42. Here, Ortiz uses the richly ambiguous phrase esperanza alburera. This literally means hope related to albures, which can designate the first cards played in the Monte Bank card game, the contingencies that can decide the result of an endeavor, or the moment in which one suddenly leaves a place (as in the Cuban expression albur de arranque). The expression, thus, evokes gambling, profit, adventure, moving, and sudden change, all at once.

43. An archaic term that originally referred to parts of Central or West Africa, sometimes extended to all of Sub-Saharan Africa. Ortiz seems to use the word in this latter meaning. The word in the Spanish original is Nigricia.

44. It has long been known that the Cubans who fought in the nineteenth-century anticolonial wars were disproportionately Black.

45. “Choteo” is a kind of cynical and disparaging humor that many Cubans imagine to be a characteristic of a purported national character. This argument was best articulated by the intellectual Jorge Mañach in his influential 1928 essay on the topic, in which he harshly attacked choteo as a force undermining social order. Mañach defined this kind of humor as “a habit of disrespect, motivated by one psychological fact: a repugnance to all authority” (1991: 58; our translation). Fernando Ortiz seems to be implicitly criticizing Mañach here, by pointing out that choteo is not a psychological habit, but a “social reaction” (presumably to exploitation and inequalities).

46. “Mulato” originally refers to a person of mixed African and European descent. As an adjective, it is used to characterize anything that has features taken to be of African and European origin. We chose to keep the original word—as opposed to the English mulatto—because of the wider meaning and mostly positive connotation that the term has in Cuban Spanish.

47. Arthur de Gobineau (1816–1882) was a French count, diplomat, and writer. One of the most influential articulators of nineteenth-century racial determinism, he wrote the Essay on the Inequality of Races, in which he developed the theory of the Aryan master race and attacked racial miscegenation as a factor leading to social and cultural decline.

48. Ortiz is referring here to the fact that the Spanish administrators of the American colonies often ignored the laws coming from the metropole. This attitude is best encapsulated in the customary sentence Obedezco pero no cumplo—“I obey but do not comply”— through which they would refuse to comply with metropolitan rules while not defying the power of the crown in general. Ortiz is obviously paraphrasing this sentence.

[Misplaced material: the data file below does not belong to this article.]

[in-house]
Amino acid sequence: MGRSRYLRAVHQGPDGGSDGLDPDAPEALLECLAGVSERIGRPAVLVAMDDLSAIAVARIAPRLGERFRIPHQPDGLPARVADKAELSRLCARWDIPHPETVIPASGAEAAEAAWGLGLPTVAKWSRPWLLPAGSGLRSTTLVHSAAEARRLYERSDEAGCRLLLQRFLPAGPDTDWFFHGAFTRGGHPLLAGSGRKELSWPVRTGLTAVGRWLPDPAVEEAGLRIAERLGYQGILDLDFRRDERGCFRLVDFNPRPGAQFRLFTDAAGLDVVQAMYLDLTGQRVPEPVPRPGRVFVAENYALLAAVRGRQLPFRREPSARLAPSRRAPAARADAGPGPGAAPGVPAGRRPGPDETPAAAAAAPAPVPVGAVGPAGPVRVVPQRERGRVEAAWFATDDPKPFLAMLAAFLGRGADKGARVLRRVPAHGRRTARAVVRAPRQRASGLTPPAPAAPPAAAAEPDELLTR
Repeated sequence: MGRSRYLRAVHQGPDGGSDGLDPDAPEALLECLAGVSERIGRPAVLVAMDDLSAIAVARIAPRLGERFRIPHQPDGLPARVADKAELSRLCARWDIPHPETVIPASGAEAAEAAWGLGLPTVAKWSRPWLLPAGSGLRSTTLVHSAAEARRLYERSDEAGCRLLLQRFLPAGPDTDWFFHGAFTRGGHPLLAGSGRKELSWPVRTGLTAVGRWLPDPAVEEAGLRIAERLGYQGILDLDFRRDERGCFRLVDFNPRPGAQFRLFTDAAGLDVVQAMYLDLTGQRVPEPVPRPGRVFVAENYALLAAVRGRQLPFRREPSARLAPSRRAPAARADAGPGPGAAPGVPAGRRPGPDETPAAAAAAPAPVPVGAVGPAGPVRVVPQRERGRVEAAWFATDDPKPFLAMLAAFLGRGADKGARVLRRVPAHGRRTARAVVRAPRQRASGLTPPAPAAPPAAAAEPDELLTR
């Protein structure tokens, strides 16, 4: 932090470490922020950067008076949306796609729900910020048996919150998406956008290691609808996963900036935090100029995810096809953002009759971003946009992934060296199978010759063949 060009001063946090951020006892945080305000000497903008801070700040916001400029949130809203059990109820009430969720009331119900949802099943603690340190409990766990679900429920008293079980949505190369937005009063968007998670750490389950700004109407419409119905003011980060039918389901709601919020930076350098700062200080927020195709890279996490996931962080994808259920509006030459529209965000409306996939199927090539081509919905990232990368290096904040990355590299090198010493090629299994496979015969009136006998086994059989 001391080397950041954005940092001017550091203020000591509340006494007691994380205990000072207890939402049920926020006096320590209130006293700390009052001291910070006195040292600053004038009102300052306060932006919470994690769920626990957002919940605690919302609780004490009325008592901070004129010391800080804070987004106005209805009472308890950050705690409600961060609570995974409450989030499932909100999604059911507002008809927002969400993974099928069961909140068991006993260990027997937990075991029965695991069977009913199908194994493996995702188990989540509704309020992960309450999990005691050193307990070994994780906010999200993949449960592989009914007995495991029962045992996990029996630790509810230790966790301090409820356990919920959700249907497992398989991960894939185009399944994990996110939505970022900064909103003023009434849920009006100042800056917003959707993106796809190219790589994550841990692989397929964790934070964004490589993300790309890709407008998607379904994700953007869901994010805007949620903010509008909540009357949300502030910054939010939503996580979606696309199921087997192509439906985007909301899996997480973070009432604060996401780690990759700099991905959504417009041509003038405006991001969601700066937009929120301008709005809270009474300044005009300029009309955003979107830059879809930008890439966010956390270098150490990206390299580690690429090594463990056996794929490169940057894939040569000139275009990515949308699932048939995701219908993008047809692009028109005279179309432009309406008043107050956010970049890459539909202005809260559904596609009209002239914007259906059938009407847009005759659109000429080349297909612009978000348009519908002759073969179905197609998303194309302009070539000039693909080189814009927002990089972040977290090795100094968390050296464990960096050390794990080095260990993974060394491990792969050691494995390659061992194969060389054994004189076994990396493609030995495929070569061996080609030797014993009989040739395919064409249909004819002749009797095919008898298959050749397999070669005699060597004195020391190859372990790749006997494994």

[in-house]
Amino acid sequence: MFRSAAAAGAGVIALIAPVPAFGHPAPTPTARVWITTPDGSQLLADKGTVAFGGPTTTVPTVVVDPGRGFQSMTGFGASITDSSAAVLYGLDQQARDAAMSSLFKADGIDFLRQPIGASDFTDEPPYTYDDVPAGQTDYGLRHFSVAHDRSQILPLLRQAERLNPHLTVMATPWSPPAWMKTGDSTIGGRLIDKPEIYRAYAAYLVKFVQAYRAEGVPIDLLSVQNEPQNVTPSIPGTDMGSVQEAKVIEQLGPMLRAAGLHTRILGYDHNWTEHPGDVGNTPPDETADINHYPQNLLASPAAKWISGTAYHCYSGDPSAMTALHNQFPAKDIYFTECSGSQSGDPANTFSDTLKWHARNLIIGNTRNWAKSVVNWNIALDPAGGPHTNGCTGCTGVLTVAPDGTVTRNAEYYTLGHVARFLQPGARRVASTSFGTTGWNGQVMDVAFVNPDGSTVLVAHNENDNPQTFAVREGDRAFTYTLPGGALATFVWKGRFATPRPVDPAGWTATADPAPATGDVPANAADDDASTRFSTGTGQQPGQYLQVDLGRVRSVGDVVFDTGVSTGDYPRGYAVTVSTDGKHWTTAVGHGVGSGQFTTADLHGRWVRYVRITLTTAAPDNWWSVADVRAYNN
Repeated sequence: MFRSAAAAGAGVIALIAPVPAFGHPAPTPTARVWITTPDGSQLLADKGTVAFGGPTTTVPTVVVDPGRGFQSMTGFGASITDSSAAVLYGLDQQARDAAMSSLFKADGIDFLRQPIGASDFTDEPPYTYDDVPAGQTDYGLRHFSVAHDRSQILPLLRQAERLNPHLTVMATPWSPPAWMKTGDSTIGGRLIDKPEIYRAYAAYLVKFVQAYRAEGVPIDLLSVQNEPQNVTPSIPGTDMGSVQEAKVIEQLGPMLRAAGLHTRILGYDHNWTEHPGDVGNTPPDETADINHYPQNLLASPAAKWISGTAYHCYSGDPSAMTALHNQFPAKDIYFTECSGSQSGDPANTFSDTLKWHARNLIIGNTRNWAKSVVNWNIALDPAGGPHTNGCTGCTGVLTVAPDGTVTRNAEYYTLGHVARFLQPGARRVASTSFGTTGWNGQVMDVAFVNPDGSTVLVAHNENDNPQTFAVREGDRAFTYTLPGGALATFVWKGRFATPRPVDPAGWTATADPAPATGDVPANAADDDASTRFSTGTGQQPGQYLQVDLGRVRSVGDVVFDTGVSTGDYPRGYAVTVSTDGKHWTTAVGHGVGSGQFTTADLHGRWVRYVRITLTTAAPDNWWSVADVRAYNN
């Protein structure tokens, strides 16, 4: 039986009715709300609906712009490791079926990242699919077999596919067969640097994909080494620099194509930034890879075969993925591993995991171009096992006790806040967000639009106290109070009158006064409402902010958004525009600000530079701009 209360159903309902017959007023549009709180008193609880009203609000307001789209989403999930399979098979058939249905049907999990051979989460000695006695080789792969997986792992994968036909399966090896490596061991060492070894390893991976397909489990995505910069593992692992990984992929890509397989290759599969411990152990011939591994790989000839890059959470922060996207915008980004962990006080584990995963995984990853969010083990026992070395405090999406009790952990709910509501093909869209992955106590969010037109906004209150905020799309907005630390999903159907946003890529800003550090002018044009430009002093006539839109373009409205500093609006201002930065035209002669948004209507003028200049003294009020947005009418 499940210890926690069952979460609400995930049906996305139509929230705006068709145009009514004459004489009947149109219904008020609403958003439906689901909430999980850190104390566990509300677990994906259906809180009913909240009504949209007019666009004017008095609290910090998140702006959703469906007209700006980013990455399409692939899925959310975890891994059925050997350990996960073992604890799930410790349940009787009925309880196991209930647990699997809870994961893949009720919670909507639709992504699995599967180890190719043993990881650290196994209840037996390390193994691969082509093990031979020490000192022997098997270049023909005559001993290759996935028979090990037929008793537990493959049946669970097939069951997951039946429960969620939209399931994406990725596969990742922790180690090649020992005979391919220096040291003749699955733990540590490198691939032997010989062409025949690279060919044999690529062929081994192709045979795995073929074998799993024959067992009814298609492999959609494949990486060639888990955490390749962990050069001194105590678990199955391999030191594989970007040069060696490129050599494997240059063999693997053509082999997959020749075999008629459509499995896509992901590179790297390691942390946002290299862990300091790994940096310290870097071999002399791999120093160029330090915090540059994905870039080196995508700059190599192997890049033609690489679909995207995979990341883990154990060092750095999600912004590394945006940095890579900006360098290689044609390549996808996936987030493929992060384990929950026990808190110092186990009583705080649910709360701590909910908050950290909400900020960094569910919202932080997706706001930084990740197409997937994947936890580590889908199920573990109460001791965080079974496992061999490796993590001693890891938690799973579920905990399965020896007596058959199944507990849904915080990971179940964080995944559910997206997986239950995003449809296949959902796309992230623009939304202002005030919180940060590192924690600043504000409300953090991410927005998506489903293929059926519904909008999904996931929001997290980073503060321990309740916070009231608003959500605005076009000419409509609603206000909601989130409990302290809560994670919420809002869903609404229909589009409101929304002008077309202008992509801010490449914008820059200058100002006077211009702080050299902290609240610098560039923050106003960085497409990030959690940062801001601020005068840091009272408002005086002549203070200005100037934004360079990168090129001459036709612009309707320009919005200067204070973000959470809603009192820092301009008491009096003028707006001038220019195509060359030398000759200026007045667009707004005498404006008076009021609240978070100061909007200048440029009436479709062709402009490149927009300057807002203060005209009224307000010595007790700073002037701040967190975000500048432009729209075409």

49. The body of laws promulgated by the Spanish monarchy for the management of its empire, laws often disregarded in the Spanish colonies.

50. Mercaderes in the original. This term refers to the large-scale merchants involved in overseas colonial trade, typically born in Spain and protected by the metropole’s strict commercial regulations.

51. Ortiz uses here the word mundialización, which comes from mundo (world). We chose to translate it as “globalization” for lack of a better term, but we acknowledge that this choice is somewhat anachronistic. The term globalización is widely used in Spanish today, but it was not used at Ortiz´s time.

52. This is an obvious reference here to Uncle Sam, a figure that in Latin America is used to represent not only the United States government, but also that country as a whole.

53. Isla de corcho—“island of cork”—is a phrase often used in Cuba to refer to the country, meaning that it is unstable but unsinkable, that is, indestructible.

54. This is a reference to the city of Cienfuegos, founded by French settlers in 1819 next to a bay in southern Cuba.

55. The Cuban writer María de las Mercedes Santa Cruz y Montalvo, Countess of Merlin (1789–1852), was born and raised in Havana but spent most of her life in Spain and France. Although she wrote primarily in French, her most important writings narrated her experiences in Cuba and she is celebrated as one of Cuba’s first female writers. Her literary salon in Paris was one of the most successful in Restoration France, attracting the likes of Chopin and Balzac. The Cuban aristocrat Serafina Montalvo de Herrera, the third countess of Fernandina, was famous in the Parisian salons in the second half of the nineteenth century.

56. The title “Catholic Monarchs” was bestowed by Pope Alexander VI in 1494 to King Ferdinand II of Aragon (1452–1516) and Queen Isabella I of Castille (1451–1504), the rulers whose marriage was an important step in the unification of the Spanish state. They sponsored Christopher Columbus’ exploration travels and were therefore the first Spanish monarchs to rule Cuba.

57. In this paragraph, “creole” Blacks and Whites refer to Blacks and Whites born in Cuba.

58. “The Peninsula”—a reference to the Iberian Peninsula—was in Cuba a common way to refer to Spain, especially during colonial times.